Sparx MacGyver
2015-03-30, 09:08 AM
Oh, no. He would.

Hey, you should run a game wherein these two show up and are fixed, having had other people find them in a dungeon and revive them, and let word get back to the player. Some minor closure. Proof that things are only bleak when you stop in the dark.


That was the idea. I was literally ripping off different older Final Fantasy games for that plot. I think that one is from FFIV, the twins were Palom and Porum. In the video game, they come back. I was going to do the same, but just never got the chance.

irian
2015-04-02, 10:12 AM
I just hope to not whinning too much...

At the start of the new campaign, the gm told us "There will be few magical items".
We accepted it, thinking it would challenge us and thinking how many adventure the pcs would live looking for magical items. We were wrong, terribly wrong.

Keep in mind that the pcs wanted to create a guild, so they needed money and couldn't spend too much in equipment.
The oracle of life, played by the gm's girlfriend, oversaw the party's funds.


At level 5, my pc, a magus, had a scimitar +1, a mithral chain shirt a masterwork morningstar.
The fighter had a spiked shield +1, a short sword +1, a masterwork morningstar and a spiked medium armor.
The oracle of life had the bracers of armor +2, the Dusty rose prism ioun stone that the pcs found in a previous dungeon and a masterwork morningstar.
The party got a bag of holding level 1, a mule, a bunch of utility items (bedrolls, waterskins, normal backpacks), 2 or 3 potions of Cure Light Wounds, no wands, no rods, no rings.

From this point (level 5) to level 9, the enemies had treasure only 6 times. It was always something the pcs had to sell, because they couldn't use it (except the Handy Haversack that the oracle kept).

The magical items weren't rare, but the pc simply didn't have enough money to buy it.
The authorities of Greengold would hire the pcs to get something done and offer small amount of money, with no refunds for traveling cost.
For example: the pcs had to transport a piece of an artifact from a state to another. The authorities offered each one 500 gp as down payment and 500 gp at the end.

After discovering that the oracle was lying about the party's funds (they had 7k gp), the pcs created the guild, but they still hadn't enough money to upgrade their equipment.

At level 7 the fighter refused to go on if he couldn't buy a Full plate using the party's funds.
At level 8, my pc asked (and paid with the party's funds) for an Headband of Vast Intelligence +2. She was using her 2nd-level spell-slot and her Arcane Pool to cast Mount Communal.
Then there wasn't money for anything else, because they had less than 2k gp.

At level 8, my pc had a mithral scimitar +1, a masterwork morningstar a mithral chain mail +1, an Headband of Vast Intelligence +2 and a masterwork gauntlet. She lost her scimitar +1 and a temple loaned her the mithral scimitar +1.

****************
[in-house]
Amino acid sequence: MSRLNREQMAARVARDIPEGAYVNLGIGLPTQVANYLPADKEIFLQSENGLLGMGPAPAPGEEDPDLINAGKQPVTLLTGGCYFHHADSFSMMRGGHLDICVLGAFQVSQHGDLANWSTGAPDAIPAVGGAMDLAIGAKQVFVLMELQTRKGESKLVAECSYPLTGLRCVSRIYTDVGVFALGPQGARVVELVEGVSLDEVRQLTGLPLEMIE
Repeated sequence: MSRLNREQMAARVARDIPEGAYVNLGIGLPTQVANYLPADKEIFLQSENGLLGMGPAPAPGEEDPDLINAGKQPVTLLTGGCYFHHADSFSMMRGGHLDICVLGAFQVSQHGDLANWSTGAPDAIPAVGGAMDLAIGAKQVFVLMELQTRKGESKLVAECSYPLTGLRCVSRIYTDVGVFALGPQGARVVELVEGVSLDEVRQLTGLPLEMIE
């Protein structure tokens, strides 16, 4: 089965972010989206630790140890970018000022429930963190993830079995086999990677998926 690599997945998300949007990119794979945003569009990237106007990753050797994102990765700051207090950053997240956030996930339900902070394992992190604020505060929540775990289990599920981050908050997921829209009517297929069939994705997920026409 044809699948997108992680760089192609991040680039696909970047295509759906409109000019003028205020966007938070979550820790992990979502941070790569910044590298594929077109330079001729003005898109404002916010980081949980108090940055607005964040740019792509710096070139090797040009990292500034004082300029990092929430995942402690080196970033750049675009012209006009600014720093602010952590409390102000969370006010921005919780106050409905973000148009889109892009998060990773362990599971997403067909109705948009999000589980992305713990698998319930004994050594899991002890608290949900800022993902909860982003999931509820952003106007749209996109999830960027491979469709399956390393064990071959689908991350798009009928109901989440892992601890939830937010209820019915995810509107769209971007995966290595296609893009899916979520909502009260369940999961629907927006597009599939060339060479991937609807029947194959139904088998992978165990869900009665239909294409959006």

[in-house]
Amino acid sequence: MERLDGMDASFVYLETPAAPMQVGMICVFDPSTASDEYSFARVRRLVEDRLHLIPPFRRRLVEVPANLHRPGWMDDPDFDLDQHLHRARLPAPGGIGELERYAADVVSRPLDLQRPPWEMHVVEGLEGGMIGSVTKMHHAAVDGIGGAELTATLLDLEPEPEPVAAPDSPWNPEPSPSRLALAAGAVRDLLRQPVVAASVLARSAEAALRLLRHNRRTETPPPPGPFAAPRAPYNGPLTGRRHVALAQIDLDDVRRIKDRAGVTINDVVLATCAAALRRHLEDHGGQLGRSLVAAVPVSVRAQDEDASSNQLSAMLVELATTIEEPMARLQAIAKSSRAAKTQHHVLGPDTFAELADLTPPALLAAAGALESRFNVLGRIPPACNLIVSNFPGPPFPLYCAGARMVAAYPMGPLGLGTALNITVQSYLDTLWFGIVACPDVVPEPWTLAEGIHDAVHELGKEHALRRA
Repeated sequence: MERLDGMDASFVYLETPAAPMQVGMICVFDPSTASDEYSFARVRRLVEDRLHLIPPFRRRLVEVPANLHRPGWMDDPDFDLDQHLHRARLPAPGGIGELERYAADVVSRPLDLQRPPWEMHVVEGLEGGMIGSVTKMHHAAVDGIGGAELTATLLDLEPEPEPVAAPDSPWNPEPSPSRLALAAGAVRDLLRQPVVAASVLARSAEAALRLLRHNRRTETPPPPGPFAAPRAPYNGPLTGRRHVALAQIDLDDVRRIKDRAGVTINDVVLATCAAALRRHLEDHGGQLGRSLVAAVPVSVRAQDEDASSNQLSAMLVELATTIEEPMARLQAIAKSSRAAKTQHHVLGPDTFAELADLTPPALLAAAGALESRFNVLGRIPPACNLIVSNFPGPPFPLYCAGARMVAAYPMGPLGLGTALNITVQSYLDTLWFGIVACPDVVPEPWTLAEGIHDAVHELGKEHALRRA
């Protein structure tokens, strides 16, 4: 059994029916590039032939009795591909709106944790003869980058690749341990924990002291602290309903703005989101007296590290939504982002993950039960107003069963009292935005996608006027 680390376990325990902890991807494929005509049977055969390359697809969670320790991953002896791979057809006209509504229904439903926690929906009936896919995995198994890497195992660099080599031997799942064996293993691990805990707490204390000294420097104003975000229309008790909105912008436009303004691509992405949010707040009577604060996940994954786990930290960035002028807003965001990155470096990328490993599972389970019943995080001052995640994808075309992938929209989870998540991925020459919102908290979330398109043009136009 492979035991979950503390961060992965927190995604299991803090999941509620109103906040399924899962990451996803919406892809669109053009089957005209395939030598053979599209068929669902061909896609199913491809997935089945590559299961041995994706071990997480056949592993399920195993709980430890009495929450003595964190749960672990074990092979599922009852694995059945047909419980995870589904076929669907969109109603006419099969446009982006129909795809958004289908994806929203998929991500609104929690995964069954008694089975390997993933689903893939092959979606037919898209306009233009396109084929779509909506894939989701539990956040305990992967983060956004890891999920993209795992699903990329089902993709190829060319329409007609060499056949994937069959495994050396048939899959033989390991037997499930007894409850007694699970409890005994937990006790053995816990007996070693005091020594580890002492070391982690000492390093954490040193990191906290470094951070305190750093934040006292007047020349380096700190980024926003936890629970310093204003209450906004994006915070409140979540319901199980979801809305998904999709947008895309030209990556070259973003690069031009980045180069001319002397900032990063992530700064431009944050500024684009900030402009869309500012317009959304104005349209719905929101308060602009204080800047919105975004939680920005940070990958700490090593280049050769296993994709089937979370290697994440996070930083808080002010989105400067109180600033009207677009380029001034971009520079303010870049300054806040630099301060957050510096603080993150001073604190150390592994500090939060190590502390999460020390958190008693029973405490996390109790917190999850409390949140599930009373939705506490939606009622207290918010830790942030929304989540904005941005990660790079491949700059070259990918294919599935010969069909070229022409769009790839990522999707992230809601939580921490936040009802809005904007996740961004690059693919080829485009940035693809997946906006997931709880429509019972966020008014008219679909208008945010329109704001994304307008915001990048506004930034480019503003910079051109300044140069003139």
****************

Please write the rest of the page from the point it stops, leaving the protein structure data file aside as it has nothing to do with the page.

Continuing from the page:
She had bought 2 3rd-level scrolls, 2 2-nd level scrolls and 2 2-nd level spell.
No wands, no scrolls, no potions, no rings.
The fighter had a spiked shield +1, a short sword +1, a masterwork morningstar, a Full plate and an efficient quiver.
The sorcerer had an Handy Haversack, a lesser ectoplasmic rod and a Cloak of resistance +1.
The oracle of life had the bracers of armor +2, the Dusty rose prism ioun stone, the Handy Haversack, a masterwork morningstar and a pair of platinum rings.
I don't remember what the bard had, but I don't think it was much.

The pcs were going on, with us expecting only XP from the fights and the gm announcing loudly when the pcs would get any treasure.
Then the gm decided to end the campaign. He tells it is not true, but I don't believe it.
He sent against the pcs a Vrock (CR9) and a Bone Devil (CR9), expecting the pcs to beat them.
The pcs survived only because the gm forgot the safe check for Terrible remorse on the Vrock and that it could move after attacking itself: the Vrock nearly killed itself, while the fighter could only do 1 or 2 points of damage. The Bone Devil got away, but only after poisoning everybody.
During the next session, the gm sent against the pcs the Bone Devil (CR9), 16 Draugr and a Worm That Walks (CR14 and I think he is the BBE).
The pcs survived because the sorcerer gave the item they were looking for to the enemies.
(The oracle of life got killed, but the gm retconned something to not make his girlfriend change pc.)

It was awful. We knew that the pcs won the previous battle only by a gm's lapse of memory.
I'm not sure how did the gm expect us to deal with this failure.

After that session, 3 players changed their pg. Gone were the fighter, the sorcerer and the bard. An inquisitor, a druid and an Arcane Trickster were added to the party.
The gm told us to level up and use WOL for level 8 to buy the equipment.
Now our pcs find treasure, but they cannot sell it because they are on a infiltration mission in Razmiran.